What is RIGHTS UP?
RIGHTS UP is a Horizons 2020 - Marie Skłodowska-Curie Action coordinated by Ca’ Foscari University of Venice (under Grant Agreement No 792489) for the period 2018-2020. The main objectives of the project are: a) To contextualize the role and ambivalence of the tourism industry in post-industrial European cities vis-à-vis changes in the economic structure and b) To understand how the externalities and benefits of the tourism industry are discussed in the local (European) and global public sphere, by following the narratives/discourses related to both the right to the city and the emergence of ‘anti-tourism’ social movements.
Could I collaborate with the RIGHTS UP project?
If you are part of a social movement fighting against the negative outcomes of tourism or you are a member of the tourism industry, and want to provide any information or opinion on this subject, please contact the researcher Dr Alexander Araya Lopez via email: firstname.lastname@example.org.
The expected results of the RIGHTS UP project are:
- The construction of a typology of discourses related to the role of the tourism industry and its impact. It is expected that some of these discourses will present a biased/inaccurate view of the ‘anti-tourism’ social movements or will emphasize the contradiction of protesting tourism while profiting from it.
- The identification of a series of motives, needs and problems at the individual and collective level that exemplify the clash between the (local/European) citizenship and the (global) tourism industry.
- The documentation of expert views that allows both to contextualize and to deepen the results of the previous two phases, relating them with opinion-formation and decision-making processes in terms of bottom-up governance and policing.
And finally, the creation of a series of recommendations and solutions to both secure the rights of local populations to dissent, while highlighting the value of these acts for various purposes, including: bottom-up policy implementation, economic growth, environmental sustainability, safeguarding of cultural heritage, among other.
Who are we?
The Marie Curie fellow in this project is Dr Alexander Araya López, a sociologist who obtained his Ph.D. at the Lateinamerika-Institut, Freie Universität Berlin. His doctoral thesis focused on media discourses about graffiti practices in Brazil and Costa Rica. Recently, he was an invited researcher at La Sorbonne Paris 3, Institut des Hautes Etudes de l'Amérique Latine (IHEAL), where he studied the discourses regarding the opposition against Daniel Ortega's government in Nicaragua. He also worked at the Universidad de Costa Rica at the Department of Sociology, where he taught Sociology of Media and Communication.
The supervisor of this project is Dr Francesca Coin, a lecturer in Sociology at Ca’ Foscari University of Venice, where she teaches Neoliberal Policies and Global Social Movements. Her research focuses on money, labor and society. She has published extensively on the cultural transformations that shape the evolution of precarious, unpaid, academic and digital labor and on the emotional landscapes and social tensions that characterise the global city. She is the PI of the research project "The nature of money and its social perception in times of crisis" funded by the Humanities and Social Change International Foundation. She is the vice-coordinator of the M.A. program in International Relations at Ca’ Foscari University of Venice. She is author of two books - her latest publication is Keep the union at bay. The racial dimensions of anti-union practices in U.S. agriculture and the long fight for migrant farm-labor representation (ECF, 2018). Over the past few years, her work has focused on the social consequences of the European crisis, observing the relationship between social movements and the financial and economic structure.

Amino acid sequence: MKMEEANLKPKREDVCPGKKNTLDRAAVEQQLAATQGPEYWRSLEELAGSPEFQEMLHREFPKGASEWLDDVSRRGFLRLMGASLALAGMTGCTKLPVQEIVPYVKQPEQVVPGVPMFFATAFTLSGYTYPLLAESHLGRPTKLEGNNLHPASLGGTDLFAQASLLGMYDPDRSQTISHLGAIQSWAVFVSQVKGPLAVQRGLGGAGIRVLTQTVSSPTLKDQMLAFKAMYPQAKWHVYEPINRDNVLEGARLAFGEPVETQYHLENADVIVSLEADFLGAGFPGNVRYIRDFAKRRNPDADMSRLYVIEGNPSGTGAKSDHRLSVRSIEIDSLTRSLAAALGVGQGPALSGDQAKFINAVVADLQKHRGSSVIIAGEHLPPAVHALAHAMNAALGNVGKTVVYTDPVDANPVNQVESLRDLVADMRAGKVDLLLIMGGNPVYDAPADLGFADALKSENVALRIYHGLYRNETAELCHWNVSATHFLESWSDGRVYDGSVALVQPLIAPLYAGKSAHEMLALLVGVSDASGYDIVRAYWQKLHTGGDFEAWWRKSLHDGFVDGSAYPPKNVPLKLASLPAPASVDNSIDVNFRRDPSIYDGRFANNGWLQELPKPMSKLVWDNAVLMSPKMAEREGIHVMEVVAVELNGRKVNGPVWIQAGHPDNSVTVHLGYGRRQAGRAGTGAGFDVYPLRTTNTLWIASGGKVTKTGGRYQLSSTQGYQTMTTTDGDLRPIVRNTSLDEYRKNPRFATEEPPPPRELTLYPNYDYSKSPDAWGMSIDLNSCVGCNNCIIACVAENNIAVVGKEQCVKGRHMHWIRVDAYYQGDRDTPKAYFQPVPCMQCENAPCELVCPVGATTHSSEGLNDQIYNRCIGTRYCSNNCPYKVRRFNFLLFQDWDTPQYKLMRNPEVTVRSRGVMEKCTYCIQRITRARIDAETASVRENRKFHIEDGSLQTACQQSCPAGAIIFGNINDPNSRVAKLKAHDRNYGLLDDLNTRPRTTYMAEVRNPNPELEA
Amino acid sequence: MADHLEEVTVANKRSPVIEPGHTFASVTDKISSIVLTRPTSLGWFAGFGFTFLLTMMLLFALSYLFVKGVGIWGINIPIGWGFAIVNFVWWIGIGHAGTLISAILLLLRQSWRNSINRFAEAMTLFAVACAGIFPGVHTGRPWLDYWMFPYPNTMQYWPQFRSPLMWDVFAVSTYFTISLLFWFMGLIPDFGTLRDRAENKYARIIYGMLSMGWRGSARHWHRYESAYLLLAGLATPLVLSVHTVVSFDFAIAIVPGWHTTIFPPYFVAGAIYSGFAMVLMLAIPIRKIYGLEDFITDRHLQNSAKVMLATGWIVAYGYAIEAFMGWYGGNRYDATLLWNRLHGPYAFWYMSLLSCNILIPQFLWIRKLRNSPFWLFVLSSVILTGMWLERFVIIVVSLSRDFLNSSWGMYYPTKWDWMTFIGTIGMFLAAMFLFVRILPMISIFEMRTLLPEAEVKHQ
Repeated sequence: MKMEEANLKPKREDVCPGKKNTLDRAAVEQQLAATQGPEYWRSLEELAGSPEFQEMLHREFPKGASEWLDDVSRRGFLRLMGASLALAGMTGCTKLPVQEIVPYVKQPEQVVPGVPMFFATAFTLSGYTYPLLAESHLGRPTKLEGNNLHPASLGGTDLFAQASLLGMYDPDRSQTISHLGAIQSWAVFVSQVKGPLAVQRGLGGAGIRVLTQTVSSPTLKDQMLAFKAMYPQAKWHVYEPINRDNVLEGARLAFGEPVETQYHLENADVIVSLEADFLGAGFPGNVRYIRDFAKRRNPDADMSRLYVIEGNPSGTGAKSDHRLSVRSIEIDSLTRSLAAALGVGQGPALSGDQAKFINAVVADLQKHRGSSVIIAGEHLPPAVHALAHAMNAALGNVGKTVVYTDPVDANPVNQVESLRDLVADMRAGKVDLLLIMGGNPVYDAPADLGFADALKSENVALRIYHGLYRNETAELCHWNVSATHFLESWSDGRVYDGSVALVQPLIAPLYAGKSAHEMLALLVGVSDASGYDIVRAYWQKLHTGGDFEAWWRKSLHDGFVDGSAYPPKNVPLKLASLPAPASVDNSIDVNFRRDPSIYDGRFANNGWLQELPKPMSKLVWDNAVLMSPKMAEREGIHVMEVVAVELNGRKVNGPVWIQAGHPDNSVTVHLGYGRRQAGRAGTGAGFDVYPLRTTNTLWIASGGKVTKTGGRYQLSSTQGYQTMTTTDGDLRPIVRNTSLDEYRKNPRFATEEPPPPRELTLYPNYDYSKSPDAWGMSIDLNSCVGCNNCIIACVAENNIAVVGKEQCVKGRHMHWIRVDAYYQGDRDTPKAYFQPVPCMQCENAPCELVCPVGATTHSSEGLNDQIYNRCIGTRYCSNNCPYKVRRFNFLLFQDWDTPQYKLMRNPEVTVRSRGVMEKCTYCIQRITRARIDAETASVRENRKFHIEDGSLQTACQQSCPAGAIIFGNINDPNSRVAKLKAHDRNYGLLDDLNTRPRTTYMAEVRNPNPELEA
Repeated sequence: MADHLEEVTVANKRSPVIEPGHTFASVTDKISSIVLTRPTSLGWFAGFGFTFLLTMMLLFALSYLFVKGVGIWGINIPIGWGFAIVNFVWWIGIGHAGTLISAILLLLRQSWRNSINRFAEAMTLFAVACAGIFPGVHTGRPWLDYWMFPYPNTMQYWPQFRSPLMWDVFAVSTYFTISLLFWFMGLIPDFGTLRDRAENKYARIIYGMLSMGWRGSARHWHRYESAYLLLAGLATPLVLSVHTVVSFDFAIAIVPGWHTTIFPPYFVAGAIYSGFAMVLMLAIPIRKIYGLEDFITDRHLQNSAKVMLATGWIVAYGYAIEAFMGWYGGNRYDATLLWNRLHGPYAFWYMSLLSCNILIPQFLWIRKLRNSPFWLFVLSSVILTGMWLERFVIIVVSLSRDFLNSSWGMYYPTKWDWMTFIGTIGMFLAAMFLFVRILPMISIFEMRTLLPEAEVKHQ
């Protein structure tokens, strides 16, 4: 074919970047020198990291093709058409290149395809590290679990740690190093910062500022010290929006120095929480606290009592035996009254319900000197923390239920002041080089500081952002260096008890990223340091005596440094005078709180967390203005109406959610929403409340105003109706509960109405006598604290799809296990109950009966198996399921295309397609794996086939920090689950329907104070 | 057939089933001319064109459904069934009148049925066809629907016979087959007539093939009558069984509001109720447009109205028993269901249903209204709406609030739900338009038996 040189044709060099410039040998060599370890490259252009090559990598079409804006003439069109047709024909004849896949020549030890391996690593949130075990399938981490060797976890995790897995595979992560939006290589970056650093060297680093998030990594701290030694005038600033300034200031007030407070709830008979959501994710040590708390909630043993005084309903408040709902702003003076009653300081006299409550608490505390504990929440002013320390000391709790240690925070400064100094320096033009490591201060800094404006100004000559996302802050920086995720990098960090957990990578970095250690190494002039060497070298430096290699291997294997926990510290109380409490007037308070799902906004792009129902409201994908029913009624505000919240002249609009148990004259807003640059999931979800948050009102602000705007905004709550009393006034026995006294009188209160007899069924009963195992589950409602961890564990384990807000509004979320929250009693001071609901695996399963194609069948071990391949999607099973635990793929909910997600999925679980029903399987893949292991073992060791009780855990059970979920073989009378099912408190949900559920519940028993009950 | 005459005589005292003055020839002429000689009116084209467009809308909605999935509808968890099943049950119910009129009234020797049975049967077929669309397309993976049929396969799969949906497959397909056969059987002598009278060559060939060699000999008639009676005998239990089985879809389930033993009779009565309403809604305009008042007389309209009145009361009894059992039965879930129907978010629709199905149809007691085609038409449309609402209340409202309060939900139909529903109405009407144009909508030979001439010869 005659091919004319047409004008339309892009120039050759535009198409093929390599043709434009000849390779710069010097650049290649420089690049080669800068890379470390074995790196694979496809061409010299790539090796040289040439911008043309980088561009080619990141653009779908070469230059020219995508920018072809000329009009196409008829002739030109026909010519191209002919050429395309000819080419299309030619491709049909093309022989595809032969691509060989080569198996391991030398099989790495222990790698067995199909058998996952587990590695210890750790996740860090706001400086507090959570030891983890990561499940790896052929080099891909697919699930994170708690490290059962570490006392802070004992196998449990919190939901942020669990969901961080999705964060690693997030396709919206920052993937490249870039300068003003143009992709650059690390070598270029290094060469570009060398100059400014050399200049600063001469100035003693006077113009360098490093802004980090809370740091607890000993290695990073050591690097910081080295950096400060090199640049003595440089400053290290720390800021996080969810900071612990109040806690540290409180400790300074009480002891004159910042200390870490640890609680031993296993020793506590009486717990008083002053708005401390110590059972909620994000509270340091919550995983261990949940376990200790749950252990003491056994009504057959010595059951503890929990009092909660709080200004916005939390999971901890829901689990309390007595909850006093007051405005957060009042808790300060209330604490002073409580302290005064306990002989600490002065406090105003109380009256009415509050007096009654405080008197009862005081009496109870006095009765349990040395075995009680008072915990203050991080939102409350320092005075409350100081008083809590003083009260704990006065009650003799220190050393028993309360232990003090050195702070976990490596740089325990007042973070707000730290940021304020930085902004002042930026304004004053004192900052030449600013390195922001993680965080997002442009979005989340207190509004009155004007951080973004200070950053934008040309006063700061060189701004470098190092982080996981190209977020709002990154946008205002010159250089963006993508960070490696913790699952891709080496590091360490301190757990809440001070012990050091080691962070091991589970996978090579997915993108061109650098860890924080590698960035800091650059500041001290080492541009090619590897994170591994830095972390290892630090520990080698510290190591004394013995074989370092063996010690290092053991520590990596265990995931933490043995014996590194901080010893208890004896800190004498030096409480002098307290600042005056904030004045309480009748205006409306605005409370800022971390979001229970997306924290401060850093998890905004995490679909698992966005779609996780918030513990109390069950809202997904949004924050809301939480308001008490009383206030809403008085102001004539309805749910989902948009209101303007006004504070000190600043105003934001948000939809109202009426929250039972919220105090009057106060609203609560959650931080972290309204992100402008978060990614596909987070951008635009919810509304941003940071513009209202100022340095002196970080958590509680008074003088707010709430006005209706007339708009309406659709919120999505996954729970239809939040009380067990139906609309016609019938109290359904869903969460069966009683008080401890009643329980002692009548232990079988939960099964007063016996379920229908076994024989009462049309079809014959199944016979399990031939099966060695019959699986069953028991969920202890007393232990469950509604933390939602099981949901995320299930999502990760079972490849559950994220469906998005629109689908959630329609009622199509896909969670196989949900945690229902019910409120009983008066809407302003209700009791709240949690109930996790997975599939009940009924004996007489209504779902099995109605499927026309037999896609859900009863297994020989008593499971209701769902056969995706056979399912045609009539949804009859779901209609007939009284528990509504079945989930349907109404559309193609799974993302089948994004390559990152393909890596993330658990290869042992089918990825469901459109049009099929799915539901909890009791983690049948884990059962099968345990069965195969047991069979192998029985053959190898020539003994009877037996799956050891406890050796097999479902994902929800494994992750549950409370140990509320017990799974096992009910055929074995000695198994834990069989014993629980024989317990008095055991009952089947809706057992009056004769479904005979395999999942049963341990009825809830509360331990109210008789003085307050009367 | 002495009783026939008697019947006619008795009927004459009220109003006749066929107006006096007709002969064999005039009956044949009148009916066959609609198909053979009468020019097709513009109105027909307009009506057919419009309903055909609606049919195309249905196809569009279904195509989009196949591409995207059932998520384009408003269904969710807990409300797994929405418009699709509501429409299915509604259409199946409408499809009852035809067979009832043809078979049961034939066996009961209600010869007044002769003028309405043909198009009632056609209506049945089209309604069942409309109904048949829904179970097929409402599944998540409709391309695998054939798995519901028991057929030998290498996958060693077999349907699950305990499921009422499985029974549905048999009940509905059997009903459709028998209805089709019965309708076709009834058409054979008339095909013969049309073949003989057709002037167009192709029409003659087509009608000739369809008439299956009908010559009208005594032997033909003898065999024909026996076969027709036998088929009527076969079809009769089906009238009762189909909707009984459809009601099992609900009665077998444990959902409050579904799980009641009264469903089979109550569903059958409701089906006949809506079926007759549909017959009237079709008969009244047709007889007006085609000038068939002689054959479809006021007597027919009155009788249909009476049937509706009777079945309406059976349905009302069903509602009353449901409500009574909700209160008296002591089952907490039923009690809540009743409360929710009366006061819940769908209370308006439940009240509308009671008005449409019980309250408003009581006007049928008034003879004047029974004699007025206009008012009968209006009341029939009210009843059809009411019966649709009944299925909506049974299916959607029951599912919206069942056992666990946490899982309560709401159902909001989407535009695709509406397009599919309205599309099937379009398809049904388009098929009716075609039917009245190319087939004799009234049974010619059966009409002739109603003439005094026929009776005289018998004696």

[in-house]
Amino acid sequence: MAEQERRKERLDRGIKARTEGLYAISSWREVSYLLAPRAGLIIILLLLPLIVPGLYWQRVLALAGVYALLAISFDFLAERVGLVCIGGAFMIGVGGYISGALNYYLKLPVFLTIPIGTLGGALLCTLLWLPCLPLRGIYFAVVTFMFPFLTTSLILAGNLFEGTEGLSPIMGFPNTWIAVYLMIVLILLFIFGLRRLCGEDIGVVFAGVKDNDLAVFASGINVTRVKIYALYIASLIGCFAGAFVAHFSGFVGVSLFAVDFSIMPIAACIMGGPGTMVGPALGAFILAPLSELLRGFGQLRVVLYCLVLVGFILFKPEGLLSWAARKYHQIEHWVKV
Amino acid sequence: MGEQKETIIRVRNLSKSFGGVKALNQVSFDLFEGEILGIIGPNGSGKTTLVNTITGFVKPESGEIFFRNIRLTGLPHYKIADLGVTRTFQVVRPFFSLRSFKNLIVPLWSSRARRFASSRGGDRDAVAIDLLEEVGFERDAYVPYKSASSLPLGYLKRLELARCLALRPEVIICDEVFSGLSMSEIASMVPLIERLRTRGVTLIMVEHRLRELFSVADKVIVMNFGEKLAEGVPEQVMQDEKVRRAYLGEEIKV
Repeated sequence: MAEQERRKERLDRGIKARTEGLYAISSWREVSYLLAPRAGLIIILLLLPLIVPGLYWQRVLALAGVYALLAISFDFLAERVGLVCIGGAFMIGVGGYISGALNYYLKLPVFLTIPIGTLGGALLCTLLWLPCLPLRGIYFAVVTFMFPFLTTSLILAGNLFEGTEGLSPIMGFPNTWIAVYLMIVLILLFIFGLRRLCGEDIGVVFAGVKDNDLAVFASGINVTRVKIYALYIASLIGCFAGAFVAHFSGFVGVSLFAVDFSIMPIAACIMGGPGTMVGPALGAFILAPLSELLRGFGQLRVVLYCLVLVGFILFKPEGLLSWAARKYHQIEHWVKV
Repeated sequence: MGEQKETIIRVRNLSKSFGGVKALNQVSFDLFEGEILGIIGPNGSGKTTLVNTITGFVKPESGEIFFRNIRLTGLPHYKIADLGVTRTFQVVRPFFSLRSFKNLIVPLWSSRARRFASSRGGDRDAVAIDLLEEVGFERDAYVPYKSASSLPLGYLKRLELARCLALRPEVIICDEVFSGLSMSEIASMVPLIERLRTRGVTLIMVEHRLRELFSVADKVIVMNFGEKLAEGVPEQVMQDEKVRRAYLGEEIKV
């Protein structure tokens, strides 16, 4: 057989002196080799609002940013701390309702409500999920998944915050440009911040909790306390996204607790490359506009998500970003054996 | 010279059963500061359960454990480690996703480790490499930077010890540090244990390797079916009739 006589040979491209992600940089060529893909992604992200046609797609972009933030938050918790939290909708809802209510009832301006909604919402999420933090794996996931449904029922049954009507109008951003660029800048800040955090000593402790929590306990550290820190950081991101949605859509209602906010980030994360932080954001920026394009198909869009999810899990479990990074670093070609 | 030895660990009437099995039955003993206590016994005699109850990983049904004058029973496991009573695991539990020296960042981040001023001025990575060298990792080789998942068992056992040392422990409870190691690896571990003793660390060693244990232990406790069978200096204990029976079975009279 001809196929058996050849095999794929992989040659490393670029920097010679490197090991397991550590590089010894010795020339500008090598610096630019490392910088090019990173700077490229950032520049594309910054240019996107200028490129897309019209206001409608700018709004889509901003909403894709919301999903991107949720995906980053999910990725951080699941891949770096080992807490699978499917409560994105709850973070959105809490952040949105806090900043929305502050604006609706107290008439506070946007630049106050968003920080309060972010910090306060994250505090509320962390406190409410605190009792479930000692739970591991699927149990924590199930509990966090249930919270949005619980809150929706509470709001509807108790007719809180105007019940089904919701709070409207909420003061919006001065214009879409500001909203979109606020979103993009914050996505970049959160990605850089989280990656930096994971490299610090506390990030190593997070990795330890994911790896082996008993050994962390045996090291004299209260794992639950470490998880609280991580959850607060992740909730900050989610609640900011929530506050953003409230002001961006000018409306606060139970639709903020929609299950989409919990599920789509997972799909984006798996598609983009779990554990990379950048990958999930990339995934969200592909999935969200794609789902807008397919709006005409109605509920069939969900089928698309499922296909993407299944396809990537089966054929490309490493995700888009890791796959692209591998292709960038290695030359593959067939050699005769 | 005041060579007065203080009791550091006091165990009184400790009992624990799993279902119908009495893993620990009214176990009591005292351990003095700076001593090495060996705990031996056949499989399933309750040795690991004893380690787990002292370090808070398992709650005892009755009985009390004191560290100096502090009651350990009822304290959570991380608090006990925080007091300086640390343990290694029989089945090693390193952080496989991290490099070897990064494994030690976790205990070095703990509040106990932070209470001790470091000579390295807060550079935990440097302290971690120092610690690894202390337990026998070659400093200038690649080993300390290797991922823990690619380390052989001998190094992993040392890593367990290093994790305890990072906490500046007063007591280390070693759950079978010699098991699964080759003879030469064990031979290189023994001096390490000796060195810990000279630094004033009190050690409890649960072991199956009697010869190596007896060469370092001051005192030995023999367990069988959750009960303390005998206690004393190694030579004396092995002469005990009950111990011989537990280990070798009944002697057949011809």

A crowd of tourists on a bridge in Venezia. Bridges partially blocked are a common complaint among residents, who are dependent on bridges for their daily commute (2018)
As partner university, the Universitat Rovira i Virgili contributes to the RIGHTS UP project with their expertise in the area of geography and tourism studies. The supervisor at this partner university is Dr Antonio Russo, associate professor at the Department of Geography and member of the Research Group 'Territorial Analysis and Tourism Studies'. Dr Russo is an expert in urban geography and planning, with a specific interest for tourism development and sustainability, social and cultural change, and urban politics in the age of mobilities. He is currently principal researcher of the project 'Analysing the role of public policy in managing tourism destinations in the mobilities era (POLITUR)”, funded by the Ministry of Science and Education of Spain. His recent publications include: “Barcelona in common”: a new urban regime for the 21st century tourist city? Journal of Urban Affairs (2017) and Reinventing the local in tourism, Channel View (2016). Dr Russo has worked as consultant for UNESCO, Latin American Development Bank, Council of Europe. He is Coordinator of the Master in Destination Management of URV, where he also lectures in the BA in Tourism and MA in Wine Tourism Innovation, and he is regularly invited as lecturer in postgraduate programmes of the International Labour Organization in Turin and Barcelona.
A banner protesting the campaign “I Amsterdam” located in the former squatting home Vrankijk in central Amsterdam. Now a legalized residence with about 20 people, the center regularly hosts political and cultural activities (2018)